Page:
Traffic will get worse if growth is unabated |

Traffic will get worse if growth is unabated

by Terry Burnes

Douglas County is in the midst of what’s been called a rancorous debate over growth. County officials are searching for a compromise that can bring people together. I believe the draft transportation plan presented on March 1 provides a legally defensible basis for that. We’ve heard a lot of opinions about a growth limit. The transportation plan presents an opportunity to proceed on facts and analysis instead. And I’d like to think that if we do that, the facts combined with reason will lead us to a common conclusion.

We all experience traffic on a daily basis and know from that experience that it has a direct relationship to public health, safety and welfare. When traffic worsens, efficiency and safety decline.

Traffic engineers grade traffic flow by what they call Level of Service, from A through F, just like your old report card. Douglas County has adopted LOS C as the local standard for assuring safe and efficient traffic flow. With a few exceptions in the north county, our roads now operate at LOS C or better. The transportation plan is designed to keep us at LOS C as population grows.

Douglas County currently has a population of about 51,000. The transportation plan is designed around a future population of 83,500.

To maintain Level of Service C with a population of 83,500, the transportation plan proposes 32 road improvement projects. A few are redundant options but even accounting for those redundancies, the total cost is well over one-half billion dollars.

The simple fact is that if we allow growth to proceed without those improvements, the level of service will drop, congestion and delay will increase dramatically and, most importantly, we will experience more accidents, injuries and fatalities. A common and clearly defensible purpose of an annual growth limit is to pace growth to the construction of the infrastructure necessary to serve it. By keeping population and infrastructure in sync we avoid many of the adverse effects of growth.

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So, how long might it take to complete the infrastructure outlined in the transportation plan? That’s a question that might best be put to the county’s consultants. But I think we can all agree from observation of similar projects elsewhere that 30 plus transportation projects totaling over one-half billion dollars will take a considerable period of time. It is important to remember that this is not entirely within county control. Many of the proposed projects rely on substantial state and federal funding and must compete with other worthy projects statewide (can you say Las Vegas?). I personally think 30 years would be a realistic, possibly even optimistic, time frame for planning purposes.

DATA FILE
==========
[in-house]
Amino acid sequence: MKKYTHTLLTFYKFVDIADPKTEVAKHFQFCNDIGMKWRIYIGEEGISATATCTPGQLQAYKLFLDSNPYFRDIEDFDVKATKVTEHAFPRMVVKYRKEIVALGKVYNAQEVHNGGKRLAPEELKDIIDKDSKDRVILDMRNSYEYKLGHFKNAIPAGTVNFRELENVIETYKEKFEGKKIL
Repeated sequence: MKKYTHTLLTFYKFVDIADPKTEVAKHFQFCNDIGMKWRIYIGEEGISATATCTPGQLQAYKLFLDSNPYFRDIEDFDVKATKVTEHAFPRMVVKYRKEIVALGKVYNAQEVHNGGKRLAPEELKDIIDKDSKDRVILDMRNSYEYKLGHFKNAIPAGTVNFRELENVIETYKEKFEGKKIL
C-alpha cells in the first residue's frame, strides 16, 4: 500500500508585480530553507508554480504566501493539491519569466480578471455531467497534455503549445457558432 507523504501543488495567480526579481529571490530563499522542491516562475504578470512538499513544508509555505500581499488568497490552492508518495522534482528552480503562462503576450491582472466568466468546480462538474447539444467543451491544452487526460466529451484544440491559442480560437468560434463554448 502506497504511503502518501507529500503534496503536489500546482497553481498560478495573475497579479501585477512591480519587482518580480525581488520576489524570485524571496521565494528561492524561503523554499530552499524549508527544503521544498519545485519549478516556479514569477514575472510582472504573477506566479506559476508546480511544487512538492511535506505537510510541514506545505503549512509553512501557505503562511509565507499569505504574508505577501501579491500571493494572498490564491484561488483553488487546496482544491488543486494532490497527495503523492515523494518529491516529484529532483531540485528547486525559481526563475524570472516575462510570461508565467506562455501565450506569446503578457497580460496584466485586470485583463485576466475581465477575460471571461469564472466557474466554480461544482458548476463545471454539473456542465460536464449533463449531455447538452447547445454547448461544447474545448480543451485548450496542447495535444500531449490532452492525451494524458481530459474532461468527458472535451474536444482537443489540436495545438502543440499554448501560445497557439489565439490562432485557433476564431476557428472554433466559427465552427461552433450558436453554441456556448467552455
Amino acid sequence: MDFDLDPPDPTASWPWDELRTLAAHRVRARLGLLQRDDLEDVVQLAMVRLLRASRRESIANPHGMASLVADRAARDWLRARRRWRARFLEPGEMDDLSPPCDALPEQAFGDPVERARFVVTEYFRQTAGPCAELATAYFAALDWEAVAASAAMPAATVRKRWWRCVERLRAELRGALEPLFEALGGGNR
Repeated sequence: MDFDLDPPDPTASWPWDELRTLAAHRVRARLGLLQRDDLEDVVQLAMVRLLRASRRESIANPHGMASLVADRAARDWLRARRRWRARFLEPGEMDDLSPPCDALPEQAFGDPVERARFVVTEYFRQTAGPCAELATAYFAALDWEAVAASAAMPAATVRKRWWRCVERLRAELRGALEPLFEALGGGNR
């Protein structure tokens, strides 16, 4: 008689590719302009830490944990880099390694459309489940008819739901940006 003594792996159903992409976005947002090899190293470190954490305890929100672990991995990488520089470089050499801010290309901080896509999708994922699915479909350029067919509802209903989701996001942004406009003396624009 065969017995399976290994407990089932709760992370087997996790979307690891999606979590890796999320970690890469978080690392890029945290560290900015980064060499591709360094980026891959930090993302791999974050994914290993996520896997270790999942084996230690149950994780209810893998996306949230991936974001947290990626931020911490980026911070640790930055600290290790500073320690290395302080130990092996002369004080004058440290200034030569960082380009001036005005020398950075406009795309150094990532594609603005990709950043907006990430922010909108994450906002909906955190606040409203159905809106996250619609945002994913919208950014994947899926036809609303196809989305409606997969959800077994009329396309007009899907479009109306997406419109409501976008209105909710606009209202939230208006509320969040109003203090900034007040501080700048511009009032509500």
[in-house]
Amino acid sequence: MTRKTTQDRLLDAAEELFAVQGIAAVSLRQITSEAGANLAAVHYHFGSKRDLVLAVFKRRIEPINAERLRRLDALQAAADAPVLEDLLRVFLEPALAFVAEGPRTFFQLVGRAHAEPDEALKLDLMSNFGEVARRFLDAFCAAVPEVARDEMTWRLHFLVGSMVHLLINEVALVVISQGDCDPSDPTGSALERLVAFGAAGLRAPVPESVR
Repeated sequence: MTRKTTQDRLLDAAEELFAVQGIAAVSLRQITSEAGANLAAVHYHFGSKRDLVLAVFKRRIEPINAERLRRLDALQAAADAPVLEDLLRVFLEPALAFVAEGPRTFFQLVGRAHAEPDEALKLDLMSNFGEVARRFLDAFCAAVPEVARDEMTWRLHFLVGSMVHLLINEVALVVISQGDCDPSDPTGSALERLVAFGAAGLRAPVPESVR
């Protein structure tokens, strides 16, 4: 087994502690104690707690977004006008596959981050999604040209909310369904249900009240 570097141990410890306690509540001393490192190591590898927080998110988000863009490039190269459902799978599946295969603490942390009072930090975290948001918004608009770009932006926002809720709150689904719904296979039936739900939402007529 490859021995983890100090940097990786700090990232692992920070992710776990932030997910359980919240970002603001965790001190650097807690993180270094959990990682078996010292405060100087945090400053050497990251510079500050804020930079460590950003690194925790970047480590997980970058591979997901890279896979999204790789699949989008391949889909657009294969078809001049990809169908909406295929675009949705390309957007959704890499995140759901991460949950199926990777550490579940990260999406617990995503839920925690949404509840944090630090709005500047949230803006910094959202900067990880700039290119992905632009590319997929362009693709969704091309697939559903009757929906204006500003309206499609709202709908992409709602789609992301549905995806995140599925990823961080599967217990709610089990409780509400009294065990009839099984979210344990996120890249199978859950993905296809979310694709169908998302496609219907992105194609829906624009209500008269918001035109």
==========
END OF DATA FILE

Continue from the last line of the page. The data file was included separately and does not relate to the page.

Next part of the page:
So let’s do the math on that basis. Population growth estimated by the transportation plan is 32,500. The county uses 2.5 persons per household for planning purposes. So that equates to 13,000 dwellings.

Spread over the 30 years I suggest, that’s 433 units per year.

But there has been considerable discussion of the need to exempt from a growth limit certain projects that have already been approved by the county. On March 1, in our first official signal that we are likely to have a growth limit here, Commissioner Jim Baushke proposed that we exempt 4,000 units in approved projects while adopting an annual growth limit as close as possible to what the voters approved in 2002, 280 units per year. Let’s look at the effect of that on the above calculations.

If we deduct the 4,000 units that Commissioner Baushke proposes to exempt from the 13,000 additional units on which the transportation plan is based, we’re left with 9,000 units. Spread that evenly over the 30 years it might take to complete the transportation infrastructure and we have an annual limit of 300 units, pretty close to Commissioner Baushke’s proposal.

To me the transportation plan is a compelling basis for planning future growth. We’re at LOS C. We need to construct about 30 projects totaling over one-half billion dollars to keep it that way while we add 13,000 units here. Given the complexities of that and the need to compete for funding, 30 years seems a reasonable time frame over which to spread that growth. I have no objection in these circumstances to Commissioner Baushke’s desire to exempt certain approved units from the annual limit. If we exempt more, the annual limit goes down, fewer and it goes up. The important thing is that total growth not exceed 13,000 units over the time period it will take to complete the transportation infrastructure needed to serve that level of growth.

Finally, how much of a hindrance would this actually be to the builders here and how much of a disappointment to SGI and its supporters? Well, the transportation consultants estimated future unconstrained growth here at 560 units per year. And, of course, SGI advocates 280 units per year but also seems to have accepted the legal necessity of exempting at least 2,600 previously approved units. So the unconstrained growth over 30 years that the builders would prefer might total about 16,800 units. And SGI seems to have accepted an approach that would result in about 11,000 units over the same time frame. The average of those two is 13,900, not far from the 13,000 total over 30 years on which the above calculations are based.

So, could we come together on this basis and agree that we must pace growth to transportation infrastructure and derive our growth limit from the transportation plan in a way that balances the interests of both sides of this debate? Maybe Lynn Hettrick and John Garvin should get together to discuss that. How about a joint presentation to the County Commission when it meets again April 5 to continue its consideration of a growth limit?

— Terry Burnes is a retired Bay area planner.